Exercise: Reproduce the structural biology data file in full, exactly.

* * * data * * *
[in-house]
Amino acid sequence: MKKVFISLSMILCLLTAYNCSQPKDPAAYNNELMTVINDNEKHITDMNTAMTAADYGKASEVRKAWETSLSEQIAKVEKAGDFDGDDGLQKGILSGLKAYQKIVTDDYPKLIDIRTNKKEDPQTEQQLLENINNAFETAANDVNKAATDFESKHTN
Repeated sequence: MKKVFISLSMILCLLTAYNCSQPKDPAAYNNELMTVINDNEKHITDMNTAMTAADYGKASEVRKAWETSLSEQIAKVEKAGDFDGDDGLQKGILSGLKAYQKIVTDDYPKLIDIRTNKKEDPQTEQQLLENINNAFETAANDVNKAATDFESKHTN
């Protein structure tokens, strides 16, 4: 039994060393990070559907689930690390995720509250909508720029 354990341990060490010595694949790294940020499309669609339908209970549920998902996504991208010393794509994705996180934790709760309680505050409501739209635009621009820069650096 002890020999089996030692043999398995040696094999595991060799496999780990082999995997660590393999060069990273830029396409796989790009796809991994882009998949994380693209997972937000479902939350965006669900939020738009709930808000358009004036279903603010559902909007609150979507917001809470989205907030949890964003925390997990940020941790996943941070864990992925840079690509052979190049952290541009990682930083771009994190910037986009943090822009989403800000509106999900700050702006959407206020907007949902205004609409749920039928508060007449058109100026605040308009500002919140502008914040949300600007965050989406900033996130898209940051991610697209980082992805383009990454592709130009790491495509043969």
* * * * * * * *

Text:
[in-house]
Amino acid sequence: MKKVFISLSMILCLLTAYNCSQPKDPAAYNNELMTVINDNEKHITDMNTAMTAADYGKASEVRKAWETSLSEQIAKVEKAGDFDGDDGLQKGILSGLKAYQKIVTDDYPKLIDIRTNKKEDPQTEQQLLENINNAFETAANDVNKAATDFESKHTN
Repeated sequence: MKKVFISLSMILCLLTAYNCSQPKDPAAYNNELMTVINDNEKHITDMNTAMTAADYGKASEVRKAWETSLSEQIAKVEKAGDFDGDDGLQKGILSGLKAYQKIVTDDYPKLIDIRTNKKEDPQTEQQLLENINNAFETAANDVNKAATDFESKHTN
């Protein structure tokens, strides 16, 4: 039994060393990070559907689930690390995720509250909508720029 354990341990060490010595694949790294940020499309669609339908209970549920998902996504991208010393794509994705996180934790709760309680505050409501739209635009621009820069650096 002890020999089996030692043999398995040696094999595991060799496999780990082999995997660590393999060069990273830029396409796989790009796809991994882009998949994380693209997972937000479902939350965006669900939020738009709930808000358009004036279903603010559902909007609150979507917001809470989205907030949890964003925390997990940020941790996943941070864990992925840079690509052979190049952290541009990682930083771009994190910037986009943090822009989403800000509106999900700050702006959407206020907007949902205004609409749920039928508060007449058109100026605040308009500002919140502008914040949300600007965050989406900033996130898209940051991610697209980082992805383009990454592709130009790491495509043969």